A group of a dozen Gabonese soldiers from the Republican Guard and police announced on the morning of August 30 that they had seized power and cancelled recent elections that saw President Ali Bongo re-elected.
The Republican Guard is a special unit that is tasked with protecting the president.
One of the soldiers said: "We have decided to defend peace by putting an end to the current regime."
Speaking on the state-owned Gabon 24 TV channel, apparently from the presidential compound, the soldiers said they were setting up a “Transition and Institutional Restoration Committee” and dissolved parliament.
"All the institutions of the republic are dissolved, the government, the Senate, the National Assembly, the Constitutional Court. We call on the population for calm and serenity and we reaffirm our attachment to the respect of Gabon's commitments towards the international community", continued the soldier, also announcing the closure of the country's borders "until further notice".
So far the situation in Gabon's capital Libreville is calm Russian diplomats in the city told TASS. "So far, everything is quiet here, the embassy is safe," the diplomats said.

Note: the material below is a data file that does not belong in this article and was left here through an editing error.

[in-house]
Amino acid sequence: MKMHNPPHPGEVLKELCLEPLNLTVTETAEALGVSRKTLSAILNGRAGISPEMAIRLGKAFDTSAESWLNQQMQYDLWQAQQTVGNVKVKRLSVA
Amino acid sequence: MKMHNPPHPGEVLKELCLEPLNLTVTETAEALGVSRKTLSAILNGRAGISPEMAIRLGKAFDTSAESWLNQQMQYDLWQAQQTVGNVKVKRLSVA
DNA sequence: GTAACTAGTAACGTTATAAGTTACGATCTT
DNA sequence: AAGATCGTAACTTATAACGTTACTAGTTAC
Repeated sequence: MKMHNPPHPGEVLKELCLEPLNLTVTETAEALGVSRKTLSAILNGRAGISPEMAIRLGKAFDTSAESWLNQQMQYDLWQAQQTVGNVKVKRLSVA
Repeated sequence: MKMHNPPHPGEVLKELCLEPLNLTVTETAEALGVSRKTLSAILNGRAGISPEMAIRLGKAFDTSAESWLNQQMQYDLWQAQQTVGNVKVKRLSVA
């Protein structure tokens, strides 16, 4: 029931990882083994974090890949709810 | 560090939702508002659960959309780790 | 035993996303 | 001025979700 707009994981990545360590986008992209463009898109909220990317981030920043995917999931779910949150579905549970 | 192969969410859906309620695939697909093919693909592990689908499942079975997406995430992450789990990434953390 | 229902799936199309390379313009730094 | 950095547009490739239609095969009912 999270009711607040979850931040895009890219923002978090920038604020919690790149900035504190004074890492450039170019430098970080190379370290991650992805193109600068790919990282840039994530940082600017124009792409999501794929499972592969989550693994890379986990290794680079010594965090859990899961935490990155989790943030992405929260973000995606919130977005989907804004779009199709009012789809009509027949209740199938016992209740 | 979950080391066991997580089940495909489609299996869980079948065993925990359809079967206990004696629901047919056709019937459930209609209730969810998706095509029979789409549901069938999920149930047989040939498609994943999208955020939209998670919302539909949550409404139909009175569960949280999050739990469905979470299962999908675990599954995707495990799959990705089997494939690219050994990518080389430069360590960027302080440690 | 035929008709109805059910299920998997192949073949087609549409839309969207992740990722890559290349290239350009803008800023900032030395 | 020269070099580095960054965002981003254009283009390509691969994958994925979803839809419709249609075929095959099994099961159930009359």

If successful, the coup would represent the eighth in west and central Africa since 2020. There have been coups in Mali, Guinea, Burkina Faso, Chad and most recently in Niger, that is now sucking in the Western powers as Africa becomes part of a wider clash between East and West as bne IntelliNews reported in Russia in Africa .
The coup d'état appears to be a reaction to Bongo’s victory in an election that was not seen as free and fair by international observers. The soldiers made their announcement only hours after the election commission announced the results of the election that saw Bongo re-elected for a third term. Bongo has been in power for 14 years and won 64.3% of the vote, according to the official results.
The Bongo family has collectively ruled the country for 53 years. Bongo came to power when his father Omar died in 2009.
Bongo's main rival, Albert Ondo Ossa, only received 30.77% of the vote, according to reports, and denounced the results as, “a fraud orchestrated by the Bongo camp.” Shots were heard in several neighbourhoods of the capital Libreville, according to local reports.
Ossa said that during the election his name did not appear on the ballot papers at many polling stations and the coalition he represents said the names of some of those who had withdrawn from the presidential race were still on many ballot sheet.
Bongo received 41.7% of the vote in his first elections. Bongo was re-elected in 2016 with 49.8% of the vote, while his opposition rival received 48.2%. According to experts, he managed to implement only 13 of the 105 provisions listed in his 2016 election program.
Gabon is one of the most oil-rich countries in Africa (70.5% of export revenues). It is among the continent's leaders in terms of per capita income ($7,540 per year as of 2022; ranks third after the Seychelles and Mauritius). At the same time, the economic policies of the incumbent government have failed to reduce poverty, which affected 32.9% of the population in 2022, according to the World Bank. Despite the positive GDP growth, this indicator is below the regional average (+4.5%).